Natural resources in Côte d’Ivoire: Fostering crisis or peace? The cocoa, diamond, gold and oil sectors
The trade and exploitation of natural resources such as cocoa, gold, petroleum and diamonds contributed to the conflict in Côte d’Ivoire and still obstruct the peace process in the country. This is one of the conclusions of BICC brief 40, entitled: “Natural Resources in Côte d’Ivoire: Fostering Crisis or Peace? The Cocoa, Diamond, Gold and Oil sectors”.
The authors of the BICC brief, Lena Guesnet, Marie Müller and Jolien Schure analyze to what extent the extraction of natural resources has fueled the civil war which raged in Côte d’Ivoire from 2002 to 2004. During that time, rebels, who still occupy the north of the country, fought government troops and loyal militias in the south of the country. There are strong indications that the government used its revenues from cocoa and oil production to pay for part of its war expenditures. The rebel group Forces Nouvelles did the same in the north of the country.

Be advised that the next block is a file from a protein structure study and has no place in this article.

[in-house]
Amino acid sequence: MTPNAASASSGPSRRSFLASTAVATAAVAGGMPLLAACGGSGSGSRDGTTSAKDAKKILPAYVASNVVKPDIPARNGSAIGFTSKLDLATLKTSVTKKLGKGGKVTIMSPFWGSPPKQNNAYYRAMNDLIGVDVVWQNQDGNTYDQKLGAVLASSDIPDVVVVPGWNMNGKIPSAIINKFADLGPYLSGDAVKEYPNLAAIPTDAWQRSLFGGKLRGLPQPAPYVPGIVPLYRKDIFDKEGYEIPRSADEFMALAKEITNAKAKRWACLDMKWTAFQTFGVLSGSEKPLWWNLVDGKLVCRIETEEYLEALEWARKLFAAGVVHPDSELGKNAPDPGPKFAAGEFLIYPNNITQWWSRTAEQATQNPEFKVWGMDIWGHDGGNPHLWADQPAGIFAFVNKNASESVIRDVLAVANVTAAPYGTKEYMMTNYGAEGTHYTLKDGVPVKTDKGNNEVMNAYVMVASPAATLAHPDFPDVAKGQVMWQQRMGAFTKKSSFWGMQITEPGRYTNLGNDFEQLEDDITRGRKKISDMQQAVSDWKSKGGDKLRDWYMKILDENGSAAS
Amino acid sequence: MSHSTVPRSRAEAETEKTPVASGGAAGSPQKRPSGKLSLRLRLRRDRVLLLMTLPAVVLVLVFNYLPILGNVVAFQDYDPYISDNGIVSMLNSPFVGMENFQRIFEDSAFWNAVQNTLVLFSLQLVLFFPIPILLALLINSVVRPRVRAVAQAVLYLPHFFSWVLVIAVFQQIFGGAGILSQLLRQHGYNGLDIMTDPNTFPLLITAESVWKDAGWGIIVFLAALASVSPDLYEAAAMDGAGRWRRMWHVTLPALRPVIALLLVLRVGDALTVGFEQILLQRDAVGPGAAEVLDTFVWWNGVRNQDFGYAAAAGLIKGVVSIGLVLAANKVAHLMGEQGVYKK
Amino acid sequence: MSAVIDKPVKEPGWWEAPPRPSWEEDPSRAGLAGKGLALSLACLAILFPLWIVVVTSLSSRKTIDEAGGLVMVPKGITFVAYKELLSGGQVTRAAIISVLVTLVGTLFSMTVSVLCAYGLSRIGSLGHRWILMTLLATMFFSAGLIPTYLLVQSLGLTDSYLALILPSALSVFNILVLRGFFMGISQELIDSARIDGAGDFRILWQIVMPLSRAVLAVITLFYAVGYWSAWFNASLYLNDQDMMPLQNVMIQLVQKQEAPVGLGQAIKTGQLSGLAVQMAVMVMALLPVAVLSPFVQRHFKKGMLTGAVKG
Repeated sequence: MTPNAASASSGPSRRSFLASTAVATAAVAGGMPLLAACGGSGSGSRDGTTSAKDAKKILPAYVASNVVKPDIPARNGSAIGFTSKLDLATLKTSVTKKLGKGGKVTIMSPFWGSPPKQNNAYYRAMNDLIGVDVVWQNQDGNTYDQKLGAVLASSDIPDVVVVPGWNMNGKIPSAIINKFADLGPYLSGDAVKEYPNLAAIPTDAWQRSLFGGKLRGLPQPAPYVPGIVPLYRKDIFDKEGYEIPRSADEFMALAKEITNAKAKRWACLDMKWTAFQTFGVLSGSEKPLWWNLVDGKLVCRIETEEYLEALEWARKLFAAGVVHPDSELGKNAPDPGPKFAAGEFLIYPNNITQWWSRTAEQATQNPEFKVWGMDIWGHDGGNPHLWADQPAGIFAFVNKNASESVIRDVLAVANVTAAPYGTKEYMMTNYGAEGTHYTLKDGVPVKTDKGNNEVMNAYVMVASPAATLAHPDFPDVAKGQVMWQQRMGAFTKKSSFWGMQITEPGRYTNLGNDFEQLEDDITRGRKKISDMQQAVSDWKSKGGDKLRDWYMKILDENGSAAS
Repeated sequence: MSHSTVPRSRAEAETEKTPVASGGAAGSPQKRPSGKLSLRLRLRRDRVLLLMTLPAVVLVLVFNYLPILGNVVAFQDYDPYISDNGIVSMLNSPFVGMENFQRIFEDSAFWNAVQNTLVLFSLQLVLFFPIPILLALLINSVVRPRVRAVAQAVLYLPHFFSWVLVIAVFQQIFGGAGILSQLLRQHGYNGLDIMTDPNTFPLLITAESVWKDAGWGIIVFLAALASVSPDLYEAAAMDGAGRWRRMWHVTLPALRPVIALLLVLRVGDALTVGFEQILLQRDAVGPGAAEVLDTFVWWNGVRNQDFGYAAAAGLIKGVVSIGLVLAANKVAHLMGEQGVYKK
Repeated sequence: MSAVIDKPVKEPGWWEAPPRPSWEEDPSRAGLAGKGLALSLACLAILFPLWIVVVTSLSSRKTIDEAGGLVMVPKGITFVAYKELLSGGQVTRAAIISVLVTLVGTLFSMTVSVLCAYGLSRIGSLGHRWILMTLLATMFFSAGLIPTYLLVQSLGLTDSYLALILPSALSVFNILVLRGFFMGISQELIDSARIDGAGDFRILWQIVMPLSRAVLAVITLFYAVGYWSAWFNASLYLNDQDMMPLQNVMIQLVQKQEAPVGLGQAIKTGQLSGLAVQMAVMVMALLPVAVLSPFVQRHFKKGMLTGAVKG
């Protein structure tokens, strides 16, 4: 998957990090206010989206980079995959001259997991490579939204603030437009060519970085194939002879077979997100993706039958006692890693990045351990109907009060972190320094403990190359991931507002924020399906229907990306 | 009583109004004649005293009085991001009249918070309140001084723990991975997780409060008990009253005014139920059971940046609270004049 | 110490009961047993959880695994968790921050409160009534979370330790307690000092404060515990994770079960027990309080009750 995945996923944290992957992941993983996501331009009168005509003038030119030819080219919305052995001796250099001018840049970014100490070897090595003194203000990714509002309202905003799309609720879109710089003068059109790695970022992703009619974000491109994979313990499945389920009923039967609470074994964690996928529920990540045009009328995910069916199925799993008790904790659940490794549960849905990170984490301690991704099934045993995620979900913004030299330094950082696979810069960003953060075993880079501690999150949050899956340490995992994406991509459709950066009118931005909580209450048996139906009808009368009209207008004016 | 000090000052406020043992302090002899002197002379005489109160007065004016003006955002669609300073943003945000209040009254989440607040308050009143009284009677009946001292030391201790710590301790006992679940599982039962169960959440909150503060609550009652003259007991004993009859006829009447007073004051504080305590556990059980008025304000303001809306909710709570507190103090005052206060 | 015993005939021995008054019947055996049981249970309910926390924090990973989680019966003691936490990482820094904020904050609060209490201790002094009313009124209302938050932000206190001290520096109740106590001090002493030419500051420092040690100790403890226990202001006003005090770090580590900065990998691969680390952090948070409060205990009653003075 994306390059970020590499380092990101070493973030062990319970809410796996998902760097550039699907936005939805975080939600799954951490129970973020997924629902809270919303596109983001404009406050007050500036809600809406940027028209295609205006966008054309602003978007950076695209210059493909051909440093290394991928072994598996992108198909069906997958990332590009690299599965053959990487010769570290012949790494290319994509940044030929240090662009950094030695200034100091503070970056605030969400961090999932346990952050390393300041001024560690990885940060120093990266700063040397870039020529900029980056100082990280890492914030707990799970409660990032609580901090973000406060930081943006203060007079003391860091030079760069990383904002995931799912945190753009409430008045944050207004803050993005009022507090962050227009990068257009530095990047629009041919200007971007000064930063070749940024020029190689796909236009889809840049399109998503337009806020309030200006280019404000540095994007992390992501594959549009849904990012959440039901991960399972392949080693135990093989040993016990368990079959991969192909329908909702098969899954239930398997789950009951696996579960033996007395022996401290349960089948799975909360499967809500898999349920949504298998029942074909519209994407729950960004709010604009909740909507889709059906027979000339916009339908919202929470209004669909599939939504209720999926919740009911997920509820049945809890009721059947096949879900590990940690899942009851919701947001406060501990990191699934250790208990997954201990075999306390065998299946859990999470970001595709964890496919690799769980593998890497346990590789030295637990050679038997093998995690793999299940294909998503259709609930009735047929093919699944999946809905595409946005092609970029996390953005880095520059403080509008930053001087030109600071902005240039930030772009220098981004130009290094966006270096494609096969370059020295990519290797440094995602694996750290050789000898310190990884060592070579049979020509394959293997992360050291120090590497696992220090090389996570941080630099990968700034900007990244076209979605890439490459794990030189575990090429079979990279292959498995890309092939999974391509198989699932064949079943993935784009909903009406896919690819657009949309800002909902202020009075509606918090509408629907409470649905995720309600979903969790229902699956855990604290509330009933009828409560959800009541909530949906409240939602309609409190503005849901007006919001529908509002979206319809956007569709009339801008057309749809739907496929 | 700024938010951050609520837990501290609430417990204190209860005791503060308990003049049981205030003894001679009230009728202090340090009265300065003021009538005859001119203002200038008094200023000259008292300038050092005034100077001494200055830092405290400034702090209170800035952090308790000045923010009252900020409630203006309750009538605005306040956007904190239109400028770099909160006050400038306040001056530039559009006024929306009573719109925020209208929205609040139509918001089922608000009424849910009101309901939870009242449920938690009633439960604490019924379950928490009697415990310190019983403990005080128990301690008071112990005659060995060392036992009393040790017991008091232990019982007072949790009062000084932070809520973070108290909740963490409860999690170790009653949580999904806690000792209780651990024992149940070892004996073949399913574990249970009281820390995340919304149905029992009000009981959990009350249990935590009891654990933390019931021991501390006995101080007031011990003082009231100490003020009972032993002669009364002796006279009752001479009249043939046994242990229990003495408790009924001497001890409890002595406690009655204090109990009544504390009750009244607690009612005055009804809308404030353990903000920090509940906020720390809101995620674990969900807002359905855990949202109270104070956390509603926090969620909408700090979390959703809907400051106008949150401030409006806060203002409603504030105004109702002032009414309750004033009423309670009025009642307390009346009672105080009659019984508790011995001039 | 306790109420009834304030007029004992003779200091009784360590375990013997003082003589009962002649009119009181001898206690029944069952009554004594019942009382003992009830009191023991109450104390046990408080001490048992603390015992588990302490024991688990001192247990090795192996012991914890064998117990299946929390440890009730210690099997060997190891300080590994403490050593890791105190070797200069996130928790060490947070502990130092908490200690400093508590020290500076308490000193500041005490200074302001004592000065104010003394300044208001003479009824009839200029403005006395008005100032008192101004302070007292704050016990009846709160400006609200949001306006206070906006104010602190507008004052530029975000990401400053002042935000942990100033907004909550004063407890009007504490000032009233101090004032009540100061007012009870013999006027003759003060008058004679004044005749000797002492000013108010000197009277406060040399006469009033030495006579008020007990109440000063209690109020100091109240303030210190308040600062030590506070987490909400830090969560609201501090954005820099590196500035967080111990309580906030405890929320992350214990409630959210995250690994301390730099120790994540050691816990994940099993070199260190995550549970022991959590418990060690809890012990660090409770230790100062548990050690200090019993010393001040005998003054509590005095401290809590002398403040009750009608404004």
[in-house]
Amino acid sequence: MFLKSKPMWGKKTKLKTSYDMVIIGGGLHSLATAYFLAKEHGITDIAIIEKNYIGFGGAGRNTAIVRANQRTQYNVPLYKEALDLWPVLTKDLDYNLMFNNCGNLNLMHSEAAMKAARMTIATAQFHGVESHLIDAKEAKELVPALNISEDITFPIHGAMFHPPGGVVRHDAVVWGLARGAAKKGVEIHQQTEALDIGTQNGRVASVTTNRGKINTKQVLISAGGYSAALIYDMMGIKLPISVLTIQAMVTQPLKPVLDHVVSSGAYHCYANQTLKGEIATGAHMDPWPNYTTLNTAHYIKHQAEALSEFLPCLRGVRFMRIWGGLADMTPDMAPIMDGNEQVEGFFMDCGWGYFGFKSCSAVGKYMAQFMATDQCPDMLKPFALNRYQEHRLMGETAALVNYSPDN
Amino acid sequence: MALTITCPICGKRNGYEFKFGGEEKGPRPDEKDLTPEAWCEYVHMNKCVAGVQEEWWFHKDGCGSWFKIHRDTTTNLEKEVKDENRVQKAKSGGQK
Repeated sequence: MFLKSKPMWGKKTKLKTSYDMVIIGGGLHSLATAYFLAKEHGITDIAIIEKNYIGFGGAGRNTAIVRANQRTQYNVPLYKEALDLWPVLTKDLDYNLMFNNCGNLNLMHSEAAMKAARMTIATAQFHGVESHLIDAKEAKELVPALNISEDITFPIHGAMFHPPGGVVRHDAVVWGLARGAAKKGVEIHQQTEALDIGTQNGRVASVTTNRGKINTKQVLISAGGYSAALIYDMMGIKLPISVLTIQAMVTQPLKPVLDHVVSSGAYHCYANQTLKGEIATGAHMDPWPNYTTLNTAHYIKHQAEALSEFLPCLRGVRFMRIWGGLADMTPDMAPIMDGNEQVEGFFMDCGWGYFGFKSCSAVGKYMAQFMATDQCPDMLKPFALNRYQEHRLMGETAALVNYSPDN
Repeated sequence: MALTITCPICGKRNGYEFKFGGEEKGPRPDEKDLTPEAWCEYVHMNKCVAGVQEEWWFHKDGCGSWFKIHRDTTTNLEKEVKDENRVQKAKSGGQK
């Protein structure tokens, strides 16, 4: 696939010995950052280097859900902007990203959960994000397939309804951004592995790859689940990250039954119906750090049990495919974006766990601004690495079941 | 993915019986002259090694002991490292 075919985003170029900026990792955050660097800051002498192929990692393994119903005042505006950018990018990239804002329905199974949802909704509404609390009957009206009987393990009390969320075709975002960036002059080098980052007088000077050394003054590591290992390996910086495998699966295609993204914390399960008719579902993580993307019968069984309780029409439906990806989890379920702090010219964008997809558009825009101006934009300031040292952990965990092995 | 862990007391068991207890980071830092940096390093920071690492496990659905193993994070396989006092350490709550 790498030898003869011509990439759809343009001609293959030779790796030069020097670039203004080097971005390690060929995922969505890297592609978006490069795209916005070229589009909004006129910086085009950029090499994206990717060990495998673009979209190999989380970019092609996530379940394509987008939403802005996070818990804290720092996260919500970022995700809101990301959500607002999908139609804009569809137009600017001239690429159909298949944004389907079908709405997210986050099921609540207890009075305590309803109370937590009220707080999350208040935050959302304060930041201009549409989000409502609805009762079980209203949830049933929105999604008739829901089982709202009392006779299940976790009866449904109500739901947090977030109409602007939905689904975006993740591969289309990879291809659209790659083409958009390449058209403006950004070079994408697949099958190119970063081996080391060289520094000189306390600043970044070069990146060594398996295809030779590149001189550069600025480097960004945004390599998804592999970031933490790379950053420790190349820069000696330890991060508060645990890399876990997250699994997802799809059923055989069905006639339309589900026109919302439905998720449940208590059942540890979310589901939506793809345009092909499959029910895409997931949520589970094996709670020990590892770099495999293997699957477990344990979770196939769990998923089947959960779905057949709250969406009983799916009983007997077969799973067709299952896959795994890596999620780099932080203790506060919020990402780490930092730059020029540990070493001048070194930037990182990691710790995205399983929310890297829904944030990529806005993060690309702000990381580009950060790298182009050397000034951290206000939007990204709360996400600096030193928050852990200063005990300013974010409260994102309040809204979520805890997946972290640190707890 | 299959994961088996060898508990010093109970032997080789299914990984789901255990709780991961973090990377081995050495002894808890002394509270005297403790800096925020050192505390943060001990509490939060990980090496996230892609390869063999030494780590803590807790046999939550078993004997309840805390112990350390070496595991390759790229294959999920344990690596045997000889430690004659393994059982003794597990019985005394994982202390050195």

The rebel leaders have established an efficient taxation system in parallel to state levies on the trade in natural resources. Individual commanders in the different northern zones profit directly from the smuggling of cocoa, diamonds, and gold.
Latest reports from the UN Group of Experts on Côte d’Ivoire also prove that weapons and ammunition are still being smuggled into the north of the country from the neighboring country Burkina Faso—financed by income from the illegal taxation of the trade in natural resources.
BICC Knowledge notes
Cote D'Ivoire , Côte d’Ivoire